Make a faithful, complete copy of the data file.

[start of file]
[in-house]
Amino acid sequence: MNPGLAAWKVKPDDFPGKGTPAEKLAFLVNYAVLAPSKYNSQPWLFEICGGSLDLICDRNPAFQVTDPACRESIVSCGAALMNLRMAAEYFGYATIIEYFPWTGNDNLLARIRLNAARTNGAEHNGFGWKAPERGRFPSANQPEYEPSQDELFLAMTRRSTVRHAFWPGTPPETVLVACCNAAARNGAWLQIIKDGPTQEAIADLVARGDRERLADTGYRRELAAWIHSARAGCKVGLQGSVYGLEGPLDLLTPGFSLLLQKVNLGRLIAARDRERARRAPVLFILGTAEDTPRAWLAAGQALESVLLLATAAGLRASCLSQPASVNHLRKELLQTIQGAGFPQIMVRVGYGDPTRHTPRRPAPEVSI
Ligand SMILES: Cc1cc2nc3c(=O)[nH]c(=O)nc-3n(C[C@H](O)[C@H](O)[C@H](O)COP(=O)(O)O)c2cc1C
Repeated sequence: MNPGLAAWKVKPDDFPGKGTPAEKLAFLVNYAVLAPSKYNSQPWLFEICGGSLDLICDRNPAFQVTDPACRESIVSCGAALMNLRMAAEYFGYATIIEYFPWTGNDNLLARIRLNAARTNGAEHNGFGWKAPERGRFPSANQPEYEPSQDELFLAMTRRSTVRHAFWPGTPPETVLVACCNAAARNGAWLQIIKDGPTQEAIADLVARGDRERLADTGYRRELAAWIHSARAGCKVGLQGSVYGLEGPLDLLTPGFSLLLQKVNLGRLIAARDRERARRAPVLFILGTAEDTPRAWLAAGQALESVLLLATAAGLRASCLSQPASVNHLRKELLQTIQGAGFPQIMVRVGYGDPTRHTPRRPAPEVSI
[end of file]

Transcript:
[in-house]
Amino acid sequence: MNPGLAAWKVKPDDFPGKGTPAEKLAFLVNYAVLAPSKYNSQPWLFEICGGSLDLICDRNPAFQVTDPACRESIVSCGAALMNLRMAAEYFGYATIIEYFPWTGNDNLLARIRLNAARTNGAEHNGFGWKAPERGRFPSANQPEYEPSQDELFLAMTRRSTVRHAFWPGTPPETVLVACCNAAARNGAWLQIIKDGPTQEAIADLVARGDRERLADTGYRRELAAWIHSARAGCKVGLQGSVYGLEGPLDLLTPGFSLLLQKVNLGRLIAARDRERARRAPVLFILGTAEDTPRAWLAAGQALESVLLLATAAGLRASCLSQPASVNHLRKELLQTIQGAGFPQIMVRVGYGDPTRHTPRRPAPEVSI
Ligand SMILES: Cc1cc2nc3c(=O)[nH]c(=O)nc-3n(C[C@H](O)[C@H](O)[C@H](O)COP(=O)(O)O)c2cc1C
Repeated sequence: MNPGLAAWKVKPDDFPGKGTPAEKLAFLVNYAVLAPSKYNSQPWLFEICGGSLDLICDRNPAFQVTDPACRESIVSCGAALMNLRMAAEYFGYATIIEYFPWTGNDNLLARIRLNAARTNGAEHNGFGWKAPERGRFPSANQPEYEPSQDELFLAMTRRSTVRHAFWPGTPPETVLVACCNAAARNGAWLQIIKDGPTQEAIADLVARGDRERLADTGYRRELAAWIHSARAGCKVGLQGSVYGLEGPLDLLTPGFSLLLQKVNLGRLIAARDRERARRAPVLFILGTAEDTPRAWLAAGQALESVLLLATAAGLRASCLSQPASVNHLRKELLQTIQGAGFPQIMVRVGYGDPTRHTPRRPAPEVSI